Australian mountains are just so geologically old; they might be tiny and insignificant from a global perspective, but they just have a different quality to them. Like eroded jewels that have been polished by the rain for literally hundreds upon hundreds of millions of years.
The east face of Mt Barney is one of the largest slabs of rock in Australia at 320m (1050ft) and was first climbed in 1966. The South East ridge that we took our overnight packs up is the defined ridge you can see that runs on south side of the east face (coming towards the viewer). Logan’s ridge is the one going straight up into the east face on the right of this shot (east side) and not suitable for packs without hauling ropes.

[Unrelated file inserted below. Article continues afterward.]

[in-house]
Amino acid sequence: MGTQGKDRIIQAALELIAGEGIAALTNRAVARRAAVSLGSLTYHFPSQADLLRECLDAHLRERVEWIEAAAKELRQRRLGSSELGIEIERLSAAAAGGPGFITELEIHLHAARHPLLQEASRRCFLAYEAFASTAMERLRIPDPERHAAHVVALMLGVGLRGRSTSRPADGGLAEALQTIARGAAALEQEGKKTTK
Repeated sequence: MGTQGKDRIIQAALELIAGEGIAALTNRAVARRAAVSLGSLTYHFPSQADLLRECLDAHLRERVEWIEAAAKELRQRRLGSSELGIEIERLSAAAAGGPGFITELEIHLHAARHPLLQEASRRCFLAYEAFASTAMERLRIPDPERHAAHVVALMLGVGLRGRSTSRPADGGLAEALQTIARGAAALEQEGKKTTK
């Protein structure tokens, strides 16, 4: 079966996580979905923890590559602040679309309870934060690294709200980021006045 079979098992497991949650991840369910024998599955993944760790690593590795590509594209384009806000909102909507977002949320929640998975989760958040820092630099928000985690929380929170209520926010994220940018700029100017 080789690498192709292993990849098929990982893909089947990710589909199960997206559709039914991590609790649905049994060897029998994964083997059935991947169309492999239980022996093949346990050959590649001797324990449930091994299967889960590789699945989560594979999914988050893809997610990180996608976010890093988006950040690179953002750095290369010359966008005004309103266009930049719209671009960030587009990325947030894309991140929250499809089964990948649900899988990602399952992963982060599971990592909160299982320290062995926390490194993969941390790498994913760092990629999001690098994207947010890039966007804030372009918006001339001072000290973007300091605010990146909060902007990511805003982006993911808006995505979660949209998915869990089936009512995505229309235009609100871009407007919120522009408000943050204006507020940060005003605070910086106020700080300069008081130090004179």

Mount Barney sits at 1,359m (4,459 ft) altitude (which is higher than one might think given it starts reasonably close to sea level) and is part of the Gondwana Rainforests of Australia World Heritage Area. Mount Barney National Park is in the Scenic Rim Region in south-east Queensland, Australia.
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All images in this post were taken by and remain the Copyright of Robert Downie - http://www.robertdowniephotography.com